Jobs data lessen fears of recession

Employment rose in Sept. and Aug.

October 06, 2007|By Maura Reynolds and Walter Hamilton | Maura Reynolds and Walter Hamilton,Los Angeles Times

WASHINGTON -- Recession fears receded yesterday after the government said job growth in August and September was better than economists expected. But the sunny employment report could also dim prospects for more interest-rate cuts this year.

Payrolls expanded by 110,000 jobs in September, the Department of Labor said, slightly ahead of estimates. The unemployment rate, meanwhile, edged up to 4.7 percent, from 4.6 percent in August.

Wall Street cheered the news, with the blue-chip Standard & Poor's 500 index closing at a record high. What buoyed markets the most was a revision of August's preliminary job creation numbers, turning what had been a loss of 4,000 jobs into a gain of 89,000.

The consensus that emerged yesterday was mostly positive: Although the economy is not creating jobs quite as fast as the population is expanding, it is not contracting into a recession.

"The jobs report suggests that the economy will continue to move forward, albeit at a slower pace," said Sara Johnson, an economist with Global Insight, an economic forecasting firm in Waltham, Mass. "This means that the economy is heading to a soft landing instead of a hard landing despite the housing market turmoil."

August's jobless report - which had appeared to be the first time in four years that the economy lost jobs - spooked the markets, triggering a 250-point plunge in the Dow Jones industrial average. It also loomed large in the Federal Reserve's Sept. 18 decision to cut its benchmark interest rate by a larger-than-expected one-half of a percentage point.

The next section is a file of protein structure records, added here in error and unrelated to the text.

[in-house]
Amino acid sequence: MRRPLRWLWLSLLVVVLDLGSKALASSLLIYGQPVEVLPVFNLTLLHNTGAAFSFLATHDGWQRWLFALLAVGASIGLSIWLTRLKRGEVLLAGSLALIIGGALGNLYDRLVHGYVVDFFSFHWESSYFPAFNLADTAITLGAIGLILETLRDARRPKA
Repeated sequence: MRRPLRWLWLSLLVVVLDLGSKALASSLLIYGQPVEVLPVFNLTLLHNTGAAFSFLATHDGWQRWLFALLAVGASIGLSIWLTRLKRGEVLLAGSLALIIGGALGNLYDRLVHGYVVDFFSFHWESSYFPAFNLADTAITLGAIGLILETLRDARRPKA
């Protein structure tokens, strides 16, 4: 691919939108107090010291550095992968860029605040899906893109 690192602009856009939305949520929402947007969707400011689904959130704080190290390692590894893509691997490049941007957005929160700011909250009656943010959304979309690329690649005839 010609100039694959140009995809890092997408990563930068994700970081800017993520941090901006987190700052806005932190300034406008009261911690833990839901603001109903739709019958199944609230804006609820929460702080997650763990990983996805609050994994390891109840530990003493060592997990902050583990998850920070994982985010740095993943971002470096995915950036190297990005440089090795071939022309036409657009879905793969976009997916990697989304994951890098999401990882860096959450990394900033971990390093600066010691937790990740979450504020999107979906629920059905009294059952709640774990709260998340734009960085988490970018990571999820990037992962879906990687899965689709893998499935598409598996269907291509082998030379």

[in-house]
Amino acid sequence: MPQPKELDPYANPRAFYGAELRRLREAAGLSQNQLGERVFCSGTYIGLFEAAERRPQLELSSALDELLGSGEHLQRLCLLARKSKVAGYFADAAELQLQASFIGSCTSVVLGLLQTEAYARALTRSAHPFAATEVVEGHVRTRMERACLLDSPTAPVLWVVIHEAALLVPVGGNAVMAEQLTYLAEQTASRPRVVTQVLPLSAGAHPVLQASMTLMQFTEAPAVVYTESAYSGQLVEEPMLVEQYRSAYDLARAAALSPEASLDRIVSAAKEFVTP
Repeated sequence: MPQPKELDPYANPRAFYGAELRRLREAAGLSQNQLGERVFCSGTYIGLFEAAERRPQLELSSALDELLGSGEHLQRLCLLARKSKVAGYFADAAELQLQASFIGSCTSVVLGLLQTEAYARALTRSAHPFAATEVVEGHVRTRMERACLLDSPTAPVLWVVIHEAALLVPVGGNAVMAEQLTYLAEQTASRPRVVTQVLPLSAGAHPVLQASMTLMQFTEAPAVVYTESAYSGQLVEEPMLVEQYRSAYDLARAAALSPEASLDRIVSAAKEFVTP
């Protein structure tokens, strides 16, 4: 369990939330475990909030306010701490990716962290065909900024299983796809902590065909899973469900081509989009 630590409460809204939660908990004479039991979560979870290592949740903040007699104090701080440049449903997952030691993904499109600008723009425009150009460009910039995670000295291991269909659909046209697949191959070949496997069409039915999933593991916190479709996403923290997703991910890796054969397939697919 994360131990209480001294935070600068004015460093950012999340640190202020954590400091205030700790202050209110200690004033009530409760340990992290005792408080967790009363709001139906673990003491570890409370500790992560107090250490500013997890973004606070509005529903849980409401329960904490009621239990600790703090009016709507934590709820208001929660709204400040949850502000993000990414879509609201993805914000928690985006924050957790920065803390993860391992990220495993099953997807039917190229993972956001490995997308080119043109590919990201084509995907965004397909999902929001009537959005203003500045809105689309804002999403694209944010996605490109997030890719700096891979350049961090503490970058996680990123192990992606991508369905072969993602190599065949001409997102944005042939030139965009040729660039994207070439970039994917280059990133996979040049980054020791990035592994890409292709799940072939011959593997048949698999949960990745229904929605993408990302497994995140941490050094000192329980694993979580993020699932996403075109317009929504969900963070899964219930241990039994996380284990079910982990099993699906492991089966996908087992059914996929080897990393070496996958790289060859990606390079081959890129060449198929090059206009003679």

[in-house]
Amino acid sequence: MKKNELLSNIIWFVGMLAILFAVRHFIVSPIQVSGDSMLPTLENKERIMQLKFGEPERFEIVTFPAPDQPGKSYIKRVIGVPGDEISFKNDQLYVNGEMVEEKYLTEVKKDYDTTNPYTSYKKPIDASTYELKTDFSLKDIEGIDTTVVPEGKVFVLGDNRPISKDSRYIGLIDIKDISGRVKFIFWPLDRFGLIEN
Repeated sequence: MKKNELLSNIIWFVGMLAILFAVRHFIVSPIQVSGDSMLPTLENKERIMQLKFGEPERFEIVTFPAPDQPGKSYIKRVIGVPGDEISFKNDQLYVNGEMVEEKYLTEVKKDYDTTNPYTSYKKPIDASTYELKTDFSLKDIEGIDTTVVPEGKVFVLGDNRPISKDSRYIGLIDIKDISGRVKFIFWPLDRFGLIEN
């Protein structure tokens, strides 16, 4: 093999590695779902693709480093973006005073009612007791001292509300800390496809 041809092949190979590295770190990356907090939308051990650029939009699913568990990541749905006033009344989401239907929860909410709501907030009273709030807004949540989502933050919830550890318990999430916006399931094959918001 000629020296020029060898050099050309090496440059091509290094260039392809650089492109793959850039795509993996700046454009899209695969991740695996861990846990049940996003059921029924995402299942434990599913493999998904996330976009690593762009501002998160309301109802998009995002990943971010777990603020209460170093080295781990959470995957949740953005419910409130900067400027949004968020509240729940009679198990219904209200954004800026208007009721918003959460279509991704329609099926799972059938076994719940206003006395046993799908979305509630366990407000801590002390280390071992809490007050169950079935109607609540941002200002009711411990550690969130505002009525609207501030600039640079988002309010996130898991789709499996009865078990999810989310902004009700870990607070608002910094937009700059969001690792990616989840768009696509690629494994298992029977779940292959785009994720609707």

Yesterday, the Bureau of Labor Statistics said the reversal was largely due to an adjustment in the number of education jobs, as August surveys underestimated the numbers of teachers employed by local school districts.

The new report now puts a question mark over Fed Chairman Ben S. Bernanke's next move. Many had predicted that the Fed would continue to ratchet down its federal funds rate at meetings this month and in December to prevent the housing slump and credit crunch from derailing the rest of the economy.

"I think there's a pretty good chance that the Fed is done cutting interest rates," said Bill Buechler, president of Barclay Partners Asset Management, a hedge fund firm based in La Jolla, Calif.

Bond traders were certainly betting that way yesterday. The yield on the 10-year U.S. Treasury note, to which many home-loan rates are pegged, rose to 4.64 percent, from 4.51 percent Thursday.

Johnson of Global Insight, however, predicted that the Fed would proceed with plans to loosen the reins on credit.

"We think the economy is fragile enough that the Federal Reserve will need to cut rates further," Johnson said.

As for the Federal Reserve itself, a senior official indicated yesterday that the central bank will take a "nimble" approach to interest rates in order to steer the economy through the current credit crunch.

"Once we get through the near-term weakness caused by the extra downleg from the housing contraction and any spillover from tighter credit conditions, I am looking for moderate growth with high levels of employment," Fed Vice Chairman Donald Kohn said in a speech to the Greater Philadelphia Chamber of Commerce.

"We will need to be nimble in adjusting policy to promote growth and price stability," Kohn said.

Economists say they expect that the unemployment rate to continue to tick up in coming months, but that it is unlikely to be a drag on the economy.

One reason is that real wages are also on the rise, and the economists predict consum- er spending will remain strong.

Maura Reynolds and Walter Hamilton write for the Los Angeles Times.

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